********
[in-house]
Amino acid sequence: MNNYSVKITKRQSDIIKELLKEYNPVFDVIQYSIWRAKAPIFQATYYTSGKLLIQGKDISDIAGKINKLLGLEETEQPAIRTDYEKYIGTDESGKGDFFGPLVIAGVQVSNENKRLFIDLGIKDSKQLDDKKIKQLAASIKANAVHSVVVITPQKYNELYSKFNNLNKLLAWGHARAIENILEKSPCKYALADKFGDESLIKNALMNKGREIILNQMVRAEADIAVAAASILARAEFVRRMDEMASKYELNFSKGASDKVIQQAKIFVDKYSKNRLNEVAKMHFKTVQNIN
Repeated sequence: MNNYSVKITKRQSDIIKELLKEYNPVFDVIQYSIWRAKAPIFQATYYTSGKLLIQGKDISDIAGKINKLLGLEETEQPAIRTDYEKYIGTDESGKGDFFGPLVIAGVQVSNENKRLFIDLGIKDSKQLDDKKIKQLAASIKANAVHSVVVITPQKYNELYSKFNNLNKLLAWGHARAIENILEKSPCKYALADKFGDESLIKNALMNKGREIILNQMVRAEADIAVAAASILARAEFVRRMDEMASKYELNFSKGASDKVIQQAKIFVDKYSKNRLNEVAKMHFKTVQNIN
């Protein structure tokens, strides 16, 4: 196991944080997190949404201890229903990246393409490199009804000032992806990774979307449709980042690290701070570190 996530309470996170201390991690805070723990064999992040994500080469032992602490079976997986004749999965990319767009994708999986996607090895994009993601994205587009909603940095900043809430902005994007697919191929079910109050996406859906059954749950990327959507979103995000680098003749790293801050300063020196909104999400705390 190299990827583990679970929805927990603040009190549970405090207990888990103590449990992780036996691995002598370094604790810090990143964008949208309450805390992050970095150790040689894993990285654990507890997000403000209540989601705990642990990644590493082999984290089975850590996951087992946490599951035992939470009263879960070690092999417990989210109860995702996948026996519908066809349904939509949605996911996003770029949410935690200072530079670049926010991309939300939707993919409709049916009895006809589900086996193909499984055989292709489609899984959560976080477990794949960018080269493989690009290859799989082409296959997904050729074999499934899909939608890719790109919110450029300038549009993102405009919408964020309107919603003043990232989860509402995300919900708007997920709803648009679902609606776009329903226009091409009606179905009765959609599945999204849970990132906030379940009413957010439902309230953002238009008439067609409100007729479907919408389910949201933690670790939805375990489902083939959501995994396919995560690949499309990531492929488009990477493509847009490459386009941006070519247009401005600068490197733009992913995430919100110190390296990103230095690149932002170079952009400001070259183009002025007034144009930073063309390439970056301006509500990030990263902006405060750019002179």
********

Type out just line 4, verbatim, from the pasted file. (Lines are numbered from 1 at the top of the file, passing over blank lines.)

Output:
């Protein structure tokens, strides 16, 4: 196991944080997190949404201890229903990246393409490199009804000032992806990774979307449709980042690290701070570190 996530309470996170201390991690805070723990064999992040994500080469032992602490079976997986004749999965990319767009994708999986996607090895994009993601994205587009909603940095900043809430902005994007697919191929079910109050996406859906059954749950990327959507979103995000680098003749790293801050300063020196909104999400705390 190299990827583990679970929805927990603040009190549970405090207990888990103590449990992780036996691995002598370094604790810090990143964008949208309450805390992050970095150790040689894993990285654990507890997000403000209540989601705990642990990644590493082999984290089975850590996951087992946490599951035992939470009263879960070690092999417990989210109860995702996948026996519908066809349904939509949605996911996003770029949410935690200072530079670049926010991309939300939707993919409709049916009895006809589900086996193909499984055989292709489609899984959560976080477990794949960018080269493989690009290859799989082409296959997904050729074999499934899909939608890719790109919110450029300038549009993102405009919408964020309107919603003043990232989860509402995300919900708007997920709803648009679902609606776009329903226009091409009606179905009765959609599945999204849970990132906030379940009413957010439902309230953002238009008439067609409100007729479907919408389910949201933690670790939805375990489902083939959501995994396919995560690949499309990531492929488009990477493509847009490459386009941006070519247009401005600068490197733009992913995430919100110190390296990103230095690149932002170079952009400001070259183009002025007034144009930073063309390439970056301006509500990030990263902006405060750019002179």